The Lead Adviser on Covid-19 with the Irish College of General Practitioners has said testing criteria for the coronavirus should be widened, but we must ensure we have the capacity to process additional tests in a timely manner.

The Lead Adviser on Covid-19 with the Irish College of General Practitioners has said testing criteria for the coronavirus should be widened, but we must ensure we have the capacity to process additional tests in a timely manner.
Dr Nuala O’Connor told RTÉ’s Morning Ireland that at present GPs are sending requests for 1,300 to 1,400 tests per day but even one additional test per doctor each day will significantly increase the numbers, she said.
“Our concern really is if there is sufficient capacity to accommodate the change in testing”, Dr O’Connor said.
“We currently have relatively restricted testing: patients need to have a fever and a cough or shortness of breath, and they also need to belong to a high risk group.
“So we do understand the rationale behind broadening testing, but when we previously widened the testing we didn’t have the capacity to turn around the tests in sufficient time”.
A date for the widening of testing criteria is expected this week, Dr O’Connor said, as well as a final decision on the change in criteria.
The latest figures from the Health Service Executive show there are just over 1,000 people in the country’s acute hospitals, with confirmed or suspected cases of Covid-19.
The number of new confirmed cases of the virus, has risen by less than 5% on seven of the last eight days but hundreds of new cases continue to be announced daily and more than 1,000 new cases were announced over the weekend. 
As of last night, 1,006 people were in the country’s 29 acute hospitals with confirmed or suspected Covid-19. 
Hospital admissions rose by 3% between Saturday and Sunday morning after falling slightly the previous day. 
The Mater Hospital in Dublin has the highest number of confirmed cases, with 118, followed by the rest of the Dublin hospitals. Outside the capital, Mayo has 34 confirmed cases, Limerick 31 and Cork 25.
There were 133 people in Intensive care units with confirmed or suspected Covid 19, 72 on ventilators.  And there were 153 critical care beds still available.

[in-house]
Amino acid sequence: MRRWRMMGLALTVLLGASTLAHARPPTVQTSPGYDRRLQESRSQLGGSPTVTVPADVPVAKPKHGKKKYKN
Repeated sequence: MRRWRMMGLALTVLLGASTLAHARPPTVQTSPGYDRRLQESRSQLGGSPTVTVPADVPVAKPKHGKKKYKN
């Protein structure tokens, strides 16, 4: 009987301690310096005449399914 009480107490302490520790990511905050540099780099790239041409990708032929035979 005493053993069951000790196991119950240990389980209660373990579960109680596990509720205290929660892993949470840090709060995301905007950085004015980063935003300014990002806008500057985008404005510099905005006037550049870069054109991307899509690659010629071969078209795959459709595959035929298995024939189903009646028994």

The figures show the growth rate in new cases in this country has remained under 5% for seven of the past eight days.
But hundreds of new cases are still being announced daily with more than 1,000 confirmed over the weekend. 
Read:Latest coronavirus stories
It comes as a survey carried out by NUI Galway and Dublin City University showed a large number of people are skipping hospital or GP appointments, while pregnancy check-ups and vaccination appointments are also being postponed.
The survey from the Corona Citizen’s Science Study, and was carried out on 35,000 people. It looks at the impact of the pandemic on daily life here.
Among the findings it identified that 32% of respondents (10,830 people) reported postponing medical treatment or check-ups. Of that group, more than half (55%) said this was because the healthcare professional was not seeing any patients at the moment.
Of these, 39% said they did not want to create extra pressure in the health system and 26% were concerned about the risk of contracting Covid-19.
The postponed treatment included GP consultations (48%), hospital medical examinations (14%)  and operations (6%). Some parents also reported postponing childhood vaccinations and pre- and post-natal check-ups.
Professor Anthony Staines from DCU told RTÉ’s Morning Ireland that “there is a real concern that if we don’t respond very quickly to the vaccinations, we could find ourselves with a major outbreak of measles in winter, which would be disastrous.
“The queues in the Irish health service – which were already high before all of this started – are now at a point where something dramatic needs to be done.
“We are going to need a major change in how we deliver healthcare”.
Meanwhile, a consultant cardiologist at Bons Secours private hospital in Cork has said his practice has been completely upended as a result of the HSE deal to expand the capacity of the health service during the Covid-19 pandemic.
Cróchán O’Sullivan, who signed a contract to work for the HSE during the crisis,  said his clinics had been booked up until the end of May, but these have all had to be deferred until September, as he is now employed by HSE.
Dr O’Sullivan said he is always happy to help out, particularly during a crisis, but that this contract was unilaterally imposed on consultants and no other deal that would allow them see a combination of public and private patients was offered.
He said his current patients could continue to see him but he will not be able to see them at the same level and there is a re- deployment clause in his new contract, which could make it difficult to plan his clinics.
Dr O’Sullivan said he has ongoing costs of 10 thousand a month to maintain his rooms and his new contract means he is now going to have to work for a loss.
He said that he is fortunate that he can work for a loss for a limited period of time but that it would not be sustainable in the long term.
He said that he and his colleagues would like a service level agreement to be reached to allow them treat public patients, while also continuing to treat their own patients. 
He added this is a bad deal for tax payers because it is costing €115m a month and that he favours the compulsory insurance model.
Dr O’Sullivan said that there is going to be a backlog of non-Covid patients when this crisis is over and urged patients feeling symptoms of chest pain to continue to call their doctor or present at A&E.